Tuesday, September 15, 2009

Tourism Facts and Figures

Tourism in Costa Rica is one of the fastest growing economic sectors of the country and as of 1995 became the largest foreign exchange earner.

Since 1999, tourism earns more foreign exchange than bananas, pineapples and coffee combined.

The tourism boom began in 1987,with the number of visitors up from 329,000 in 1988, through 1.03 million in 1999, to 2.09 million foreign visitors in 2008, allowing the country to earn $2.14 billion in that year.

In 2008, tourism contributed with 7.2% of the country's GDP, 22.7% of foreign exchange generated by all exports, and in 2005 it was responsible for 13.3% of direct and indirect employment.

Since the late 1980s Costa Rica became a popular nature travel destination, with a well established system of Natural Parks and Reserves covering around 25% of the country's land area, the largest in the world as a percentage of the country's territory!

Costa Rica is home to 5% of the world's biodiversity despite covering only 0.03% of the world's landmass

With a US$2-billion-a-year tourism industry, Costa Rica stands as the most visited nation in the Central American region, with 1.974 million foreign visitors in 2007.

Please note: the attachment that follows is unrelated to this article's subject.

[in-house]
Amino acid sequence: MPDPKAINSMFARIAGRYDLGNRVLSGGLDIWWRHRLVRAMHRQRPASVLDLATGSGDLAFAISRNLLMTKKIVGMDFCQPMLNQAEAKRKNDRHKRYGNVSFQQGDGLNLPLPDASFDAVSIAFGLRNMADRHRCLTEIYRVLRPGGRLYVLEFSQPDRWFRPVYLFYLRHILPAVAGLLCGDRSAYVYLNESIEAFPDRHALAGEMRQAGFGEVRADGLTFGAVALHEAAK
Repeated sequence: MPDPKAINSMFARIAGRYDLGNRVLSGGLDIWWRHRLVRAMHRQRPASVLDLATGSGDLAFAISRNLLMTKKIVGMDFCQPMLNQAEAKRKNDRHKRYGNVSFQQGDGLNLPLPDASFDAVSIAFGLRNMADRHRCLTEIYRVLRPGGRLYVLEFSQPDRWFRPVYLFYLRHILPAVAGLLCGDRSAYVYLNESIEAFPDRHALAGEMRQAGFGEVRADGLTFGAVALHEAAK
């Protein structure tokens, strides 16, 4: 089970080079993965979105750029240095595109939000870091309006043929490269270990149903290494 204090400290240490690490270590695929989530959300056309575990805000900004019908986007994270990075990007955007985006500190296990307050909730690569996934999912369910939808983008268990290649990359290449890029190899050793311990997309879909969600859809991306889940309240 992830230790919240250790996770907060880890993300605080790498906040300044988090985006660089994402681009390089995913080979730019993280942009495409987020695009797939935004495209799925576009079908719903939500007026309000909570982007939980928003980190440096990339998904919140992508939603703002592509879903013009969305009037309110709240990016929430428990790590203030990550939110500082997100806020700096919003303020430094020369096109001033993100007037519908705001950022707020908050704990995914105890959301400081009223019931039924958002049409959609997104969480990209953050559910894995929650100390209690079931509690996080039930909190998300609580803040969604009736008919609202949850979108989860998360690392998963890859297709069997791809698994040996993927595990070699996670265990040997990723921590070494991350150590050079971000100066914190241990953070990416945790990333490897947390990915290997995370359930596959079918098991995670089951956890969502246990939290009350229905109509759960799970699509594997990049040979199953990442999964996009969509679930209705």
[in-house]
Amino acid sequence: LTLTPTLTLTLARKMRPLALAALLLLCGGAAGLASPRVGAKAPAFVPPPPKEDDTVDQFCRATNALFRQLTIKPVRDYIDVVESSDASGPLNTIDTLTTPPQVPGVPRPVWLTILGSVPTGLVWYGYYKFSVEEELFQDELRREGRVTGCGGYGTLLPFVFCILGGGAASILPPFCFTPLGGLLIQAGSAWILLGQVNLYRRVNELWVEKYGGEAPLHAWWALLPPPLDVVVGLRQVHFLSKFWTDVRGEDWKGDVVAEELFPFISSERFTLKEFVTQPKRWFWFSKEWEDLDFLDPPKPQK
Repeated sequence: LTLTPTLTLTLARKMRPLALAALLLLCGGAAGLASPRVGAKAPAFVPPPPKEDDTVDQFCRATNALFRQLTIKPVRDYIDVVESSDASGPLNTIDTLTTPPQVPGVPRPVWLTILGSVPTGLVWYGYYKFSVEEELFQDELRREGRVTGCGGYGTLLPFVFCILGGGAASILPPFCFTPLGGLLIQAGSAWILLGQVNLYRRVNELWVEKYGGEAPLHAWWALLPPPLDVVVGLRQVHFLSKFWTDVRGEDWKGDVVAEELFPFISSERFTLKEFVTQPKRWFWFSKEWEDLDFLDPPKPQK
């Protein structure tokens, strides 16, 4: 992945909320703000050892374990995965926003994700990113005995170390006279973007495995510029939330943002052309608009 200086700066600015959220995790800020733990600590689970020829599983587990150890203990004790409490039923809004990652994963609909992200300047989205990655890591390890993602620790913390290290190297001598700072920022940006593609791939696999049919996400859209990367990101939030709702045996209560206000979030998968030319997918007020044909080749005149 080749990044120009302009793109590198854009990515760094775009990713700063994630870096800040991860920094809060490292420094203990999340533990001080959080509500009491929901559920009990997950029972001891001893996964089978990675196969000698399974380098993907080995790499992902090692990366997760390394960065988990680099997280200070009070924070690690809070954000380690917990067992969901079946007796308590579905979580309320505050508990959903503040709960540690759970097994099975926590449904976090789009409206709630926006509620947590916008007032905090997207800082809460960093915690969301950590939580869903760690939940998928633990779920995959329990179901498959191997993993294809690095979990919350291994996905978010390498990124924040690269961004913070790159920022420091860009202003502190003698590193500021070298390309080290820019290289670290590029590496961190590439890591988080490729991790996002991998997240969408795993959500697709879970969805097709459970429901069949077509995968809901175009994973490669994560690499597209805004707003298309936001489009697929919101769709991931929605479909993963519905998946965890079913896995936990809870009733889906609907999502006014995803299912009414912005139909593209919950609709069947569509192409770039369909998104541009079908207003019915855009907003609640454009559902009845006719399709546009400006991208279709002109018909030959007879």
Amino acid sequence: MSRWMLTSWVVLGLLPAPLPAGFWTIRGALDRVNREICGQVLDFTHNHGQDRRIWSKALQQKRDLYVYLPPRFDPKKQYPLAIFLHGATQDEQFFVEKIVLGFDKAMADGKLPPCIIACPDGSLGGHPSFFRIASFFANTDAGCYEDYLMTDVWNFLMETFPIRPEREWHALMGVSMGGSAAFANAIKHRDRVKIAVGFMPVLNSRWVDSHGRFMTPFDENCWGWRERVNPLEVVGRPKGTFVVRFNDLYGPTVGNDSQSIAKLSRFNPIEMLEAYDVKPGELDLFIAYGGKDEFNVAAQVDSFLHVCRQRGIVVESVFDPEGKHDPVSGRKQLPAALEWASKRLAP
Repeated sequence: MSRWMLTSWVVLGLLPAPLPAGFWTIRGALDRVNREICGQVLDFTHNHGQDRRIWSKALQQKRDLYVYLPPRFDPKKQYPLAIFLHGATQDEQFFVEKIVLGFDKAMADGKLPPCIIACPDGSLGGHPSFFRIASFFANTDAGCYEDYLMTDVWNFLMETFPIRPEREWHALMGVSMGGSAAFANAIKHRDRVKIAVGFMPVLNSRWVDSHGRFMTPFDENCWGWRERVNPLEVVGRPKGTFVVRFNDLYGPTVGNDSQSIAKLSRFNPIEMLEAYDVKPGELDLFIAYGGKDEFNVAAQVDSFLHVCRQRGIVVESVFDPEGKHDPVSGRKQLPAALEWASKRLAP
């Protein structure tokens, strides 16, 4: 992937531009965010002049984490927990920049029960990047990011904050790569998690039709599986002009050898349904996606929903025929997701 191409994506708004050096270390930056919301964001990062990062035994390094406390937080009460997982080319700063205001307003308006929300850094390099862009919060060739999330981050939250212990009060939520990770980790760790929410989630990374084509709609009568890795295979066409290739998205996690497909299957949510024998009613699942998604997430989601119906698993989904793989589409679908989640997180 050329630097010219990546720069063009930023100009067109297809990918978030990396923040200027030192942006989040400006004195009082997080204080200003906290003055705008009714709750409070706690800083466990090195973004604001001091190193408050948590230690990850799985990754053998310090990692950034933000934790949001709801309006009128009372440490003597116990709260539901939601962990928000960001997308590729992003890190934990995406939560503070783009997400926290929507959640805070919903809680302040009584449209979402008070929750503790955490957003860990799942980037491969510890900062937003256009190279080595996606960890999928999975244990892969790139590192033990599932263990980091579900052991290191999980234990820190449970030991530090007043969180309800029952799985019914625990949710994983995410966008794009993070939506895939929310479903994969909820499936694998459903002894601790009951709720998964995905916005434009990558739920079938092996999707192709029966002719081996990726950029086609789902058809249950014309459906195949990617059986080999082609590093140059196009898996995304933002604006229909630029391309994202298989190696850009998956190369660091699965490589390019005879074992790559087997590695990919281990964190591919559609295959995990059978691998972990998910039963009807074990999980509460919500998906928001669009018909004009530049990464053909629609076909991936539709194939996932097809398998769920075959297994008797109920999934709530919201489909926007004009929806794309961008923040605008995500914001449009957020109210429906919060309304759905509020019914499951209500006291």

As a result of the current global economic crises visitors began falling since August 2008, as the number of U.S. citizens visiting the country shrank, and this market segment represents 54% of all foreign tourists visiting Costa Rica. Between December 2008 and May 2009, which includes the high season, tourists arrivals felt by 12 percent.

In terms of 2009 Travel and Tourism Competitiveness Index (TTCI), Costa Rica ranked 42nd in the world ranking, remaining as the most competitive among Latin American Countries n countries since 2008, and ranking second if the Caribbean is included.

In 2008 most vistors came from the United States (38.6%), neighboring Nicaragua (21.8%), and Canada (5.2%). Tourist revenues from North America and European countries, which together made up 60% of all visitors, contributed to achieve a relatively high expenditure per tourist of $1000 per visitor, both in 2007 and 2008.

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